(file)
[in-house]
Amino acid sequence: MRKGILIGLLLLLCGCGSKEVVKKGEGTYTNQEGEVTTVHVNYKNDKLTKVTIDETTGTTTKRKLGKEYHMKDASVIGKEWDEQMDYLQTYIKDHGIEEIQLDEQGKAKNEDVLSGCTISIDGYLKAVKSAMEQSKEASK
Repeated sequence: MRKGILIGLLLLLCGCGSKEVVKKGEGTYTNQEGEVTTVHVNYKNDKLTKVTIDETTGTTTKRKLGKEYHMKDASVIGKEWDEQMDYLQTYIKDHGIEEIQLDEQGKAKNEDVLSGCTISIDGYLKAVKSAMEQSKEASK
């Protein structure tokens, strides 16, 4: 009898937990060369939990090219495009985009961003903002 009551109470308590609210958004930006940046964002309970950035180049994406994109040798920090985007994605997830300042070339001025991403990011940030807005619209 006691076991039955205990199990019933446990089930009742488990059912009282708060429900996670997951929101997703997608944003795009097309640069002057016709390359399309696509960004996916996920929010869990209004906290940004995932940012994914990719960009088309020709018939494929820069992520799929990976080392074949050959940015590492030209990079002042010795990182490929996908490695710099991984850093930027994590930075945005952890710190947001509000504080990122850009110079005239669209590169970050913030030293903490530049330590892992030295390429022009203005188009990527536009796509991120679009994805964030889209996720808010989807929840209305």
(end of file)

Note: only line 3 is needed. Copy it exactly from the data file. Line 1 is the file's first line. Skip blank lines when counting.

Repeated sequence: MRKGILIGLLLLLCGCGSKEVVKKGEGTYTNQEGEVTTVHVNYKNDKLTKVTIDETTGTTTKRKLGKEYHMKDASVIGKEWDEQMDYLQTYIKDHGIEEIQLDEQGKAKNEDVLSGCTISIDGYLKAVKSAMEQSKEASK